I came across a new player on the Tory top table recently. The latest returns for the Electoral Commission show the Tories have a new donor called Lycamobile.
This firm gave the Conservatives £176,000 in the last two quarters, making it the party's third-biggest benefactor with top-level access to the Prime Minister.
Lycamobile sells cheap international mobile phone calls to what it calls "expatriate and ethical global niche segments that want to make high-quality affordable international calls."
The firm doesn't run any phone lines. It buys bundles of calls from other phone companies and sells them on.
It's one of several "mobile virtual network operators" selling calls to migrant workers.
This sounds like a very useful service to a needy group. But cash for Cameron seems odd - many of Lycamobile's low-paid migrant customers have done badly from Cameron. He's made crossing borders harder and kept wages lower.
But many things seem odd about Lycamobile. The firm, owned by millionaire Subaskaran Allirajah, promises cheap calls - but its offers have repeatedly been found misleading.
Last July Lycamobile ran adverts saying: "Call India, Pakistian and Bangladesh landlines for only 1p a minute."
The Advertising Standards Authority (ASA) banned this misleading ad for playing down the fact that the rates shot up after 15 minutes.
In February a Lycamobile leaflet given out from the firm's street stalls offered "1/2p a minute" international calls.
But the ASA banned this ad for misleading customers both about extra connection fees and over rates that increased after 15 minutes.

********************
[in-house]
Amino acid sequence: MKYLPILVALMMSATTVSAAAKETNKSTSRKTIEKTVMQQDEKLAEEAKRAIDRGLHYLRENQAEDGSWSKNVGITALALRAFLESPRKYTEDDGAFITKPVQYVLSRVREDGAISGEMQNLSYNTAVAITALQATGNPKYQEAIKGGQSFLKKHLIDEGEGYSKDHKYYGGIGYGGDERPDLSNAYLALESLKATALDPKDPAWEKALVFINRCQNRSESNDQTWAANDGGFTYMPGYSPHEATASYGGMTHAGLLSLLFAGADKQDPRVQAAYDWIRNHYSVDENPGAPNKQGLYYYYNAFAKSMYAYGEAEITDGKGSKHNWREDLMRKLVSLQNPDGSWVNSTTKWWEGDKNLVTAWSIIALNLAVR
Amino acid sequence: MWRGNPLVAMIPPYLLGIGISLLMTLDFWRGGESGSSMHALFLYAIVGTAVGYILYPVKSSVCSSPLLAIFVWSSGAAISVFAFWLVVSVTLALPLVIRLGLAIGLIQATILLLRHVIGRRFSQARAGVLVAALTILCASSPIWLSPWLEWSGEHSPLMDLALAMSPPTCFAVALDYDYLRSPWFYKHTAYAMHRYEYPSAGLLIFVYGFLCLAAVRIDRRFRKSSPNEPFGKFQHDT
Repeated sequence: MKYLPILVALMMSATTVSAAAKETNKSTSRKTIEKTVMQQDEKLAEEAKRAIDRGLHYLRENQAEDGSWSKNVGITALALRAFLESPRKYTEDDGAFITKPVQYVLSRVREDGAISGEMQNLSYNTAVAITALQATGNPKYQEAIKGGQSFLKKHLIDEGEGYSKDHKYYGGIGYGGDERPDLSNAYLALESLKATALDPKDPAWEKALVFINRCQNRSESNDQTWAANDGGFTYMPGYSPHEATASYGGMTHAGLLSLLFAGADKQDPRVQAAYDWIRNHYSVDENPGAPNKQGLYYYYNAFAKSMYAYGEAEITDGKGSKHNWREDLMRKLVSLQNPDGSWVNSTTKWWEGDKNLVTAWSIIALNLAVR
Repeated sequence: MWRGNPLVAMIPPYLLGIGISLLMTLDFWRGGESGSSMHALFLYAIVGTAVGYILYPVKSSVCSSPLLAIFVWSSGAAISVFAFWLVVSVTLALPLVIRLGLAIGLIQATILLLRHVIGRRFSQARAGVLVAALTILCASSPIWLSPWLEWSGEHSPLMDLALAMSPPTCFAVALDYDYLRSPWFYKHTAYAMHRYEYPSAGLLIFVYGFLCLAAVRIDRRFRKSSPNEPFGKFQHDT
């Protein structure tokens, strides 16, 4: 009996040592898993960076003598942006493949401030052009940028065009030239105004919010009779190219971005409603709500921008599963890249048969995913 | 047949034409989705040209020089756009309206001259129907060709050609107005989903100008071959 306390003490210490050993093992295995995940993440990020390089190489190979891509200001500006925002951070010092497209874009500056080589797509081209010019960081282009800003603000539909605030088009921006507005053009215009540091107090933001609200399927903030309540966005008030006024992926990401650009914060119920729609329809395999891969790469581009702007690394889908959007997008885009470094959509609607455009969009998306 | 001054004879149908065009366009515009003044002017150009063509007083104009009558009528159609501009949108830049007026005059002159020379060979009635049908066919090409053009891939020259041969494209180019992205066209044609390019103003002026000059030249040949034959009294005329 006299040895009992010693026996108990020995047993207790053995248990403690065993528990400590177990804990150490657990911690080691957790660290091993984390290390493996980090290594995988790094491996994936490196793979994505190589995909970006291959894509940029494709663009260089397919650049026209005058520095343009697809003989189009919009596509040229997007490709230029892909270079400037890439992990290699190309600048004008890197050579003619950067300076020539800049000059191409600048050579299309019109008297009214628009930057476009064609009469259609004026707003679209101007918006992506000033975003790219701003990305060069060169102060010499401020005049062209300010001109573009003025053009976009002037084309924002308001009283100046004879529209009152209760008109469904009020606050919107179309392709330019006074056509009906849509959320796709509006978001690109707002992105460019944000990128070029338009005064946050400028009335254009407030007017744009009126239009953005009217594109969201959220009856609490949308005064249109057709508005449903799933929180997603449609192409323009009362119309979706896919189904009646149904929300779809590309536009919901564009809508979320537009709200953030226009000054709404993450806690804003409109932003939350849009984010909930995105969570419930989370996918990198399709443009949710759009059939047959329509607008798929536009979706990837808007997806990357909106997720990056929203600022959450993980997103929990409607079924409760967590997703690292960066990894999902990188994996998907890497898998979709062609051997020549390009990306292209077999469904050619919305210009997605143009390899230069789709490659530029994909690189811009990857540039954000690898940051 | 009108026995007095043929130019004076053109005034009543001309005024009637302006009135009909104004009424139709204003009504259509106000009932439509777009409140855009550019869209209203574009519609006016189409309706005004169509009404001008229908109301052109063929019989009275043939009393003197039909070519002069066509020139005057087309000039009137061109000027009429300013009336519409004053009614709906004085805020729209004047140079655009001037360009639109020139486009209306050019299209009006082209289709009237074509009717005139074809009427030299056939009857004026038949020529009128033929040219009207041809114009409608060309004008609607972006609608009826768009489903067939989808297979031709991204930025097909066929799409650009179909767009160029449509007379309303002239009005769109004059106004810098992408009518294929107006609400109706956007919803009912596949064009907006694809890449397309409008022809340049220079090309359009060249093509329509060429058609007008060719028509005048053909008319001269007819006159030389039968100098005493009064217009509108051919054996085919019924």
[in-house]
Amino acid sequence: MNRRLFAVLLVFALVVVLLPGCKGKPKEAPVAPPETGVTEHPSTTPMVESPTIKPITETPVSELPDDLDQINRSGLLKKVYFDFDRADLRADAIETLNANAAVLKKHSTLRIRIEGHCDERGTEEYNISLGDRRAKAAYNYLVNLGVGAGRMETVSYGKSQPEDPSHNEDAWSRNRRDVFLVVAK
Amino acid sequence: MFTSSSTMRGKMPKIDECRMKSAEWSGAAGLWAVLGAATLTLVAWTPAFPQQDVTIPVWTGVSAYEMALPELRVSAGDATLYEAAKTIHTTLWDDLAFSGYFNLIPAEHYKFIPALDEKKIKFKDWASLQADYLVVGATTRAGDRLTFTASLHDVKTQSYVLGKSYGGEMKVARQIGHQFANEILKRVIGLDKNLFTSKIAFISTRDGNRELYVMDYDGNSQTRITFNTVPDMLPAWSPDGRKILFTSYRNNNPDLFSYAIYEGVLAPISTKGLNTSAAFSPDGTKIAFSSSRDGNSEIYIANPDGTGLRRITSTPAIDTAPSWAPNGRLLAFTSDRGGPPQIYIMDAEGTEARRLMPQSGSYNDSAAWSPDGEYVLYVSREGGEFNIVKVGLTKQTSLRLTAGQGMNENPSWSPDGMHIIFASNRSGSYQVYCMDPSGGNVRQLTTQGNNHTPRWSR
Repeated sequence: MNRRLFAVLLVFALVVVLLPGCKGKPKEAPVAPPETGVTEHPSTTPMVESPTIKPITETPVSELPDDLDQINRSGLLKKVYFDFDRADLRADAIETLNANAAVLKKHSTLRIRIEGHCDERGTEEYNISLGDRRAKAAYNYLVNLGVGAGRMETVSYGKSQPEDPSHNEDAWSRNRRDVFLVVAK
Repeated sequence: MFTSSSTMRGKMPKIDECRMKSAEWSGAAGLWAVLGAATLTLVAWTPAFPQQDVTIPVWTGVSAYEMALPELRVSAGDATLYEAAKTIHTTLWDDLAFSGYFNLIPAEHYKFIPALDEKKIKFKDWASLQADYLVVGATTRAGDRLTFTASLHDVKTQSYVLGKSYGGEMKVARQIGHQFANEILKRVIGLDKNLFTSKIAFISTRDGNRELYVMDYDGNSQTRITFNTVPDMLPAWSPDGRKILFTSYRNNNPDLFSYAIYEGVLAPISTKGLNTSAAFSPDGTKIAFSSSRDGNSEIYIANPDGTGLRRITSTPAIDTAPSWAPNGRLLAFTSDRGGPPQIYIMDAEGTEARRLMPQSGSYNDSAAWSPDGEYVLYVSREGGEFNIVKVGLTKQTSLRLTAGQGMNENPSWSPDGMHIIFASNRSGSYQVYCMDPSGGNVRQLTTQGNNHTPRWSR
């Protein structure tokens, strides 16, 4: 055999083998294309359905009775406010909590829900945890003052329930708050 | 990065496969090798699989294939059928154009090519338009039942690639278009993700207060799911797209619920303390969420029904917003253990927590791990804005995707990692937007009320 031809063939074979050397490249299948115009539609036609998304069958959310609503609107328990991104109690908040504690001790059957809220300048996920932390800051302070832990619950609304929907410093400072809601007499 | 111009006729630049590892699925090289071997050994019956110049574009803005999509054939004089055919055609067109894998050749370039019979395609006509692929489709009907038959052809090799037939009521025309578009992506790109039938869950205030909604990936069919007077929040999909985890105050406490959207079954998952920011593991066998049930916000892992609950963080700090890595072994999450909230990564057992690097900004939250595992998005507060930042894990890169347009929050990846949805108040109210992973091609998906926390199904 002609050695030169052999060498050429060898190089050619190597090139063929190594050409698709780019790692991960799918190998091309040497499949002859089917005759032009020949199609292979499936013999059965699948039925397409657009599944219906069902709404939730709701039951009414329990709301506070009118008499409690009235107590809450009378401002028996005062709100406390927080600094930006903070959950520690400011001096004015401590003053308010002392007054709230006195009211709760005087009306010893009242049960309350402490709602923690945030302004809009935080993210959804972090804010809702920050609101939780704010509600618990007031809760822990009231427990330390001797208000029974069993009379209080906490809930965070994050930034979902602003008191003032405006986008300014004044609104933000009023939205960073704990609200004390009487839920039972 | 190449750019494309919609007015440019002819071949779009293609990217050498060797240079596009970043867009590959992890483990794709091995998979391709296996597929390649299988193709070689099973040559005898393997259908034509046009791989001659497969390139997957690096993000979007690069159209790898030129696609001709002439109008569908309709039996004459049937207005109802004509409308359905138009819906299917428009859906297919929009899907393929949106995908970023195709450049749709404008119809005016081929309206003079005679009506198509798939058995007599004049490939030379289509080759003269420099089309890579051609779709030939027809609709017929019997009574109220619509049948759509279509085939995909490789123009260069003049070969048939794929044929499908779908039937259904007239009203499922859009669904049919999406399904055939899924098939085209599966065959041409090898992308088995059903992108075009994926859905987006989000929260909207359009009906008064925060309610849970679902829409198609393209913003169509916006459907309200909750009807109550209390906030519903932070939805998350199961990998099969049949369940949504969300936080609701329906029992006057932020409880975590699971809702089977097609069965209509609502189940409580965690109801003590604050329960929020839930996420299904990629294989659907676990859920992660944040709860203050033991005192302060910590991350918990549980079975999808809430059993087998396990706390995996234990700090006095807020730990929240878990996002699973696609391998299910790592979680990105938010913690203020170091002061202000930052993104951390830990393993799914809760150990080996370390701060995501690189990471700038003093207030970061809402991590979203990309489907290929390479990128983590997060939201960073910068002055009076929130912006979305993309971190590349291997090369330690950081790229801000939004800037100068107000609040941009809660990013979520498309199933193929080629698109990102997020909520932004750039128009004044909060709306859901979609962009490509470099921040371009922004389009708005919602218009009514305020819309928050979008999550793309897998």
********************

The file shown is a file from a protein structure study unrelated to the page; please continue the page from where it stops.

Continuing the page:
Sri Lankan-born founder and chairman Allirajah is used to this problem. His other firm Lycatel sells cheap international phone cards.
It was investigated by phone regulator Ofcom in 2010 after many customer complaints.
Lycatel escaped prosecution, but only by giving written undertakings promising to change its ads and make sure information presented to purchasers was "clear, intelligible and unambiguous, including for example connection fees, maintenance charges and the fee charged at the end of a call."
The firm has problems with other regulators. Companies House - the British regulator of companies and an executive agent of the Department for Business, Innovation and Skills - is threatening to strike Lycamobile and Lycatel off its register and "dissolve" both firms because their accounts are late.
And if you look at those accounts, they show that both firms had a combined turnover over the last three years approaching £400 million.
But despite having spare cash to give to the Tories, their accounts showed no profits. Consequently they paid no corporation tax.
On top of its trouble with regulators and its misleading adverts Lycamobile is also having a fight with its employees - in Lyon, France.
The trouble came out of the company's gritty street-sales technique. Lycamobile is fighting a street-battle with rival British firm Lebara to sell cheap mobile calls to ethnic-minority French people. It has a "poster team" running around newsagents and kebab houses sticking posters up.